The Paradox of Tolerance

Is there a real difference?

by Michael Corthell

The paradox of tolerance states that if a society is tolerant without any limits, its ability to be tolerant is eventually co-opted or destroyed by the intolerant. Karl Popper described it as the seemingly paradoxical idea that in order to maintain a tolerant society, the society must be intolerant of intolerance. (see laws against hate speech)

Tolerance as defined by says ''a fair, objective, and permissive attitude toward those whose opinions, practices, race, religion, nationality, etc., differ from one’s own; freedom from bigotry''. 

 Acceptance is defined in the same dictionary as ''favorable reception; approval; favor''. So we can see that there is a big difference between the two.

Many don't like the word tolerance. There’s something about it that makes us think 'putting up with' or 'dealing with.' Saying, ''I’m tolerant of Islam,'' can be interpreted as, 'I put up with Muslims.'

But, this is probably not what most people mean when they say they’re tolerant of certain people. However, that's what it sounds like to many people and is therefore seen as a negative. We tolerate the heat in Arizona. We tolerate things that are irksome, things that we can't change but toleration when applied to people can be seen as unaccepting of their humanity.

Tolerance' inherent permissive nature, says ''I’m allowing this to happen.'' Acceptance, with its inclusion of approval, says ''I approve of this or this person.'' This distinction between tolerance of something, and the acceptance of something is very important as we shall see when we dig into the 'paradox of tolerance'. 

The 'Paradox of Tolerance'

Karl Popper: ''Unlimited tolerance must lead to the disappearance of tolerance. If we extend unlimited tolerance even to those who are intolerant, if we are not prepared to defend a tolerant society against the onslaught of the intolerant, then the tolerant will be destroyed, and tolerance with them.—In this formulation, I do not imply, for instance, that we should always suppress the utterance of intolerant philosophies; as long as we can counter them by rational argument and keep them in check by public opinion, suppression would certainly be most unwise. But we should claim the right to suppress them if necessary even by force; for it may easily turn out that they are not prepared to meet us on the level of rational argument, but begin by denouncing all argument; they may forbid their followers to listen to rational argument, because it is deceptive, and teach them to answer arguments by the use of their fists or pistols. We should therefore claim, in the name of tolerance, the right not to tolerate the intolerant.''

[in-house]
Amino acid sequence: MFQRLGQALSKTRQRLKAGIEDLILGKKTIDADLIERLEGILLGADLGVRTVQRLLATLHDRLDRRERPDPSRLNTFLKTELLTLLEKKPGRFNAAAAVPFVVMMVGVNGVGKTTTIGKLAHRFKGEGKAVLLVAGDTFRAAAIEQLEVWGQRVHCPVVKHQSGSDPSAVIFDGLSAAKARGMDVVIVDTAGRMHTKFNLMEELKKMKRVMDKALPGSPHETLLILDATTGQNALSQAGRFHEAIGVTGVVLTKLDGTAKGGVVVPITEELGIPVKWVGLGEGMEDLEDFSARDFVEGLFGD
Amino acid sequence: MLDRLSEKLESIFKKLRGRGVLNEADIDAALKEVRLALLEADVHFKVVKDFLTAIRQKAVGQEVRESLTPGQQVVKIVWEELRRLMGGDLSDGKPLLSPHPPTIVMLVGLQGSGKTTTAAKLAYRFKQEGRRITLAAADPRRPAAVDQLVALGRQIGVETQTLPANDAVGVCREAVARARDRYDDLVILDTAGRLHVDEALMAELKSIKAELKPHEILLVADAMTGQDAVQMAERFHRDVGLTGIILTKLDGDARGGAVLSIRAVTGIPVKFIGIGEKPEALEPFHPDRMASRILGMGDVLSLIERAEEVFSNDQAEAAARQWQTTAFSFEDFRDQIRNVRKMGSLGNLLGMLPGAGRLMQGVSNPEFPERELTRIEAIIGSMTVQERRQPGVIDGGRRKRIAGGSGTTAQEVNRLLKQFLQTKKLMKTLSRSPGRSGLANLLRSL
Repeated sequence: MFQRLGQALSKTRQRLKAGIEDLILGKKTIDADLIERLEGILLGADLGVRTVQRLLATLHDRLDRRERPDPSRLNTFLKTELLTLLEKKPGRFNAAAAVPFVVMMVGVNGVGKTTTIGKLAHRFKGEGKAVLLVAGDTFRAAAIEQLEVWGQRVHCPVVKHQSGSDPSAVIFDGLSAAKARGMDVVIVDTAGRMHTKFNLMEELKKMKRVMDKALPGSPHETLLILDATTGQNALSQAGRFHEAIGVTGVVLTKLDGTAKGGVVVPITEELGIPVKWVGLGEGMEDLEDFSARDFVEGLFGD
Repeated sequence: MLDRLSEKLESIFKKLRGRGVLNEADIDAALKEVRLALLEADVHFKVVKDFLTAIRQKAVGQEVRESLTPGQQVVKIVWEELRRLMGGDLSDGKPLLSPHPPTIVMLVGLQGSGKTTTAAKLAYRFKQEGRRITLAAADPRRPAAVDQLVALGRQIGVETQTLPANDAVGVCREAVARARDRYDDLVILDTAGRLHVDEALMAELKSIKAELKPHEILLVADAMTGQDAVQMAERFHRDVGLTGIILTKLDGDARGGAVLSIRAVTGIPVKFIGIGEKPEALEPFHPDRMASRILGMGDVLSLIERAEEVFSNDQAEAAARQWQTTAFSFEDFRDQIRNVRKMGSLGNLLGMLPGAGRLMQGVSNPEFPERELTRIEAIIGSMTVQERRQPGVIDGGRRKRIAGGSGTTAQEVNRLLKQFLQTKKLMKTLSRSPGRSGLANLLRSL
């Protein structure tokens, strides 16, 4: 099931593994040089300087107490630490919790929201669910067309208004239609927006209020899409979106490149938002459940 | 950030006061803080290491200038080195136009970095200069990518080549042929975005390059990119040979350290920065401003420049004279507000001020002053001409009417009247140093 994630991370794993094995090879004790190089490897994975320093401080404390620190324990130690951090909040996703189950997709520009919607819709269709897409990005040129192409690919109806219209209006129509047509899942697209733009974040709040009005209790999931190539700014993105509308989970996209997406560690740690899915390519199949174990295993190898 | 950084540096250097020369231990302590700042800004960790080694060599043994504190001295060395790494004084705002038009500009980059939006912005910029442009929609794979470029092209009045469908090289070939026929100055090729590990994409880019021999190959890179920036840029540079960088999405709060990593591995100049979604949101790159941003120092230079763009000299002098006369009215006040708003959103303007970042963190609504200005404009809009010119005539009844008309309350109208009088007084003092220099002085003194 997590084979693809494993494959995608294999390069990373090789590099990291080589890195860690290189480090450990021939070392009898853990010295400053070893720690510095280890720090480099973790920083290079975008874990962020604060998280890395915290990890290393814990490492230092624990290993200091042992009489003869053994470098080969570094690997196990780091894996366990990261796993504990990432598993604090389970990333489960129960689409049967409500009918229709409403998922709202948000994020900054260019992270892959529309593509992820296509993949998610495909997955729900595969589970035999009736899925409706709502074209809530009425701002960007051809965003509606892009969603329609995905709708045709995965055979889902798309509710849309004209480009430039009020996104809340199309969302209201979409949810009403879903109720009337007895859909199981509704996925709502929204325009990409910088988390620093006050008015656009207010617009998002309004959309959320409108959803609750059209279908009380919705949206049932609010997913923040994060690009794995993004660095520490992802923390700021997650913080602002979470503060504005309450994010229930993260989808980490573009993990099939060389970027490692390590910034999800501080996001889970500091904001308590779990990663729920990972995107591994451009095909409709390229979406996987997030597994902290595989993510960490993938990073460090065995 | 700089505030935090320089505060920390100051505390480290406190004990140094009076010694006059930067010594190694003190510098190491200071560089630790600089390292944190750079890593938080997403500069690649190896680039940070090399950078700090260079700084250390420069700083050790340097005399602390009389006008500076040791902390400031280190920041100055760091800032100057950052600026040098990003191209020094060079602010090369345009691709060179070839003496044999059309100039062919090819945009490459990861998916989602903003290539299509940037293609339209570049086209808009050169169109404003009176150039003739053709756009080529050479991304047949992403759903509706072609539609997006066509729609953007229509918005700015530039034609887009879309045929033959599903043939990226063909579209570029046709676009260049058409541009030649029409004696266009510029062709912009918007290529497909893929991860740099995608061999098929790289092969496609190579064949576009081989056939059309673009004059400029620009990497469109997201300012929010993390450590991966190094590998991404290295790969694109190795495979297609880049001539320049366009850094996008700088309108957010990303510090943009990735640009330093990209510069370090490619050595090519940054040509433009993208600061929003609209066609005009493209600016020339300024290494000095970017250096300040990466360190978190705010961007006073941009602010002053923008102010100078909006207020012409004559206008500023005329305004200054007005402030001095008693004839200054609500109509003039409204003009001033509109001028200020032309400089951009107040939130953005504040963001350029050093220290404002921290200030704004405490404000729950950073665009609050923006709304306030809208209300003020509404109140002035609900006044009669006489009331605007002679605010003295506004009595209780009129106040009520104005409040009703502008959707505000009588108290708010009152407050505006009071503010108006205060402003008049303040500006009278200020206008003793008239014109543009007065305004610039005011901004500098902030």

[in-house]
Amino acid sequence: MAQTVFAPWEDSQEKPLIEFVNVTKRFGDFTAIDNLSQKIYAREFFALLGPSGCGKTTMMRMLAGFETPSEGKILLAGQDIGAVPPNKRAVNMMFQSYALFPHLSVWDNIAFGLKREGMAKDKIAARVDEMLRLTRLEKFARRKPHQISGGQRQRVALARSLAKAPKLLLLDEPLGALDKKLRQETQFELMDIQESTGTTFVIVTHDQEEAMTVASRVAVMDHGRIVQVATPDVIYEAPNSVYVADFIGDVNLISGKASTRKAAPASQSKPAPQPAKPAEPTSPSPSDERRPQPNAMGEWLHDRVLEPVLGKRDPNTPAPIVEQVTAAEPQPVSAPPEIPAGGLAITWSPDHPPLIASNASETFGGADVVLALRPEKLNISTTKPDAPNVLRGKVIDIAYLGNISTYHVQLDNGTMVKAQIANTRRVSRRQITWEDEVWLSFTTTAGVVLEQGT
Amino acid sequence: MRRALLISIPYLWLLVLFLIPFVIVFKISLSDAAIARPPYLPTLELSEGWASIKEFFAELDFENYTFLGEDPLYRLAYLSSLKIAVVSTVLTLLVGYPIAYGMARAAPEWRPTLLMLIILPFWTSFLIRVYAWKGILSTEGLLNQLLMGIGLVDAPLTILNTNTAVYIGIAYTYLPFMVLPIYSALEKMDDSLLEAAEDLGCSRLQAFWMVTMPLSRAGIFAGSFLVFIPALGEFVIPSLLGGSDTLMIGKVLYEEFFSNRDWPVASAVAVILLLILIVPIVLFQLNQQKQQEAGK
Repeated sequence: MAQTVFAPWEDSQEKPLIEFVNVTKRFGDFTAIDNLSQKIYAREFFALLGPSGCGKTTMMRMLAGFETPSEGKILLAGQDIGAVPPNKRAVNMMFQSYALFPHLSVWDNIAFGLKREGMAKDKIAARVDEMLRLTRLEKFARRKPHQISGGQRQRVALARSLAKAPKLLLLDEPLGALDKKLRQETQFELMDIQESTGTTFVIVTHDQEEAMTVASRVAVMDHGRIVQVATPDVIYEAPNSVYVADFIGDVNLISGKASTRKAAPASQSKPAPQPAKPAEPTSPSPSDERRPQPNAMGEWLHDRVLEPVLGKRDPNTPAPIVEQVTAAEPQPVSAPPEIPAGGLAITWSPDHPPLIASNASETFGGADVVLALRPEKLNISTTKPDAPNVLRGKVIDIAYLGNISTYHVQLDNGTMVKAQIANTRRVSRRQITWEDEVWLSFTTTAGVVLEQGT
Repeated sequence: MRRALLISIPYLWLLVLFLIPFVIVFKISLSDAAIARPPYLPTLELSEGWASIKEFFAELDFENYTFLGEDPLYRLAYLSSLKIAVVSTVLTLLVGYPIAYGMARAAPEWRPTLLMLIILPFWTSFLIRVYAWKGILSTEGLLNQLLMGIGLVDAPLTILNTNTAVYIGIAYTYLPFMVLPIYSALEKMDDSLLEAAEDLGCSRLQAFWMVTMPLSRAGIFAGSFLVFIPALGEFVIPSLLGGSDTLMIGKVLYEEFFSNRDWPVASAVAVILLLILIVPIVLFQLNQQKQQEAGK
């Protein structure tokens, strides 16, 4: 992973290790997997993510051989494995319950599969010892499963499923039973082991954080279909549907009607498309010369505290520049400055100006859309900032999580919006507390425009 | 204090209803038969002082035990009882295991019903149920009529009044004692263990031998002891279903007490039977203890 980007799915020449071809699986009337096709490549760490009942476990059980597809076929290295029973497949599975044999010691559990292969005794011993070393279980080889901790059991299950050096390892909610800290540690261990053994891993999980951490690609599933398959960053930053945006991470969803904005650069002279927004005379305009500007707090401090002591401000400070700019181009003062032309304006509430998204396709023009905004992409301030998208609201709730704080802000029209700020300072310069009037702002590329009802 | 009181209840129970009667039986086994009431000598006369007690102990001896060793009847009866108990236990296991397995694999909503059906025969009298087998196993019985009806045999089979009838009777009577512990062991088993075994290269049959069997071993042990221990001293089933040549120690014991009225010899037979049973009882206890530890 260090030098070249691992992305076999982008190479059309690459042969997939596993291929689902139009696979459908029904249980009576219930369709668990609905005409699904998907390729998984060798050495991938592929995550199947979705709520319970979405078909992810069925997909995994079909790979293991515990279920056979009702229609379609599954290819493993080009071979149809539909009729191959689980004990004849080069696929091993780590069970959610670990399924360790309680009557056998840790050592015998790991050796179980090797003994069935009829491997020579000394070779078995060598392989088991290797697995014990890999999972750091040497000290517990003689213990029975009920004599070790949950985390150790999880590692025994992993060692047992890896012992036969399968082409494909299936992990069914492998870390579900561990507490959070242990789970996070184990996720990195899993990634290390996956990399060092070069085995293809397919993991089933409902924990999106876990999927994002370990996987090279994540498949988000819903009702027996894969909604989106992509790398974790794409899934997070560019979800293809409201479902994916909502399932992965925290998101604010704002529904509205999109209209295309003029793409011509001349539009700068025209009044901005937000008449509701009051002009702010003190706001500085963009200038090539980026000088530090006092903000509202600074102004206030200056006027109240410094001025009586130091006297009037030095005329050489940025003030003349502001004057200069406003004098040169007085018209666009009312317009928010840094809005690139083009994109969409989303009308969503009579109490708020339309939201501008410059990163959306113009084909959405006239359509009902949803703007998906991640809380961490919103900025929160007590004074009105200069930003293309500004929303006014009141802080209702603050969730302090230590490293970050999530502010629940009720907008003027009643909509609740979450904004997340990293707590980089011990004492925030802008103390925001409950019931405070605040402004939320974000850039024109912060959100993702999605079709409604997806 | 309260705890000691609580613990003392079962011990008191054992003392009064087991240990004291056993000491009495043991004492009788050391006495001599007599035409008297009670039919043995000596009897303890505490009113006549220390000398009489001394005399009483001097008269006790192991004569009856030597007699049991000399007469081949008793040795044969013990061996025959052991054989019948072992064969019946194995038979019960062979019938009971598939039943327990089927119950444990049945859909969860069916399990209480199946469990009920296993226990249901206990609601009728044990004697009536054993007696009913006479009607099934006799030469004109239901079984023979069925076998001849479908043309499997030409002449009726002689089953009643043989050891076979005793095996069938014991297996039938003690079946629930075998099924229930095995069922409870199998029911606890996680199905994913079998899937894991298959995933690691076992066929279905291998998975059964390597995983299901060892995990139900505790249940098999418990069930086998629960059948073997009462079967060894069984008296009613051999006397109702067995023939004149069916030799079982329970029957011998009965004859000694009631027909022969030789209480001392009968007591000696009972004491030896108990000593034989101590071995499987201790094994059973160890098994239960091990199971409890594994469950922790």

In context, Popper's reluctant acceptance to use suppression when all else has failed applies only to the state in a liberal democracy with a constitutional rule of law that must be just in its foundations, but will necessarily be imperfect.

Thomas Jefferson had already addressed the idea of a tolerant society in his first inaugural speech, concerning those who might want to destabilize the United States and its unity, saying, "let them stand undisturbed as monuments of the safety with which error of opinion may be tolerated where reason is left free to combat it. (what do you think of that?)

The paradox of tolerance is important in the discussion of what, if any, boundaries are to be set on freedom of speech.

To allow freedom of speech to those who would use it to eliminate the very principle upon which that freedom relies is indeed paradoxical.

Michel Rosenfeld, in the Harvard Law Review in 1987, stated: "it seems contradictory to extend freedom of speech to extremists who, if successful, ruthlessly suppress the speech of those with whom they disagree.

American v. European Views

Rosenfeld also points out that the Western European democracies and the US have opposite approaches to the question of tolerance of hate speech, in that where most Western European nations place legal penalties on the circulation of extremely intolerant or fringe political materials (e.g. holocaust denial) as being inherently socially disruptive or inciting of violence, the US has ruled that such materials are in and of themselves protected by the principle of freedom of speech and thus immune to restriction, except when calls to violence or other illegal activities are explicitly and directly made.

Bottom-line? American will be revisiting free speech limitations in the near future by necessity. And tolerance v. acceptance as well.


The Tolerance Paradox Explained (Karl Popper)

Can too much toleration be a negative thing? The tolerance paradox claims that to follow true and pure toleration in a society will inevitably lead to an intolerant and dangerous environment. Watch as George and John discuss.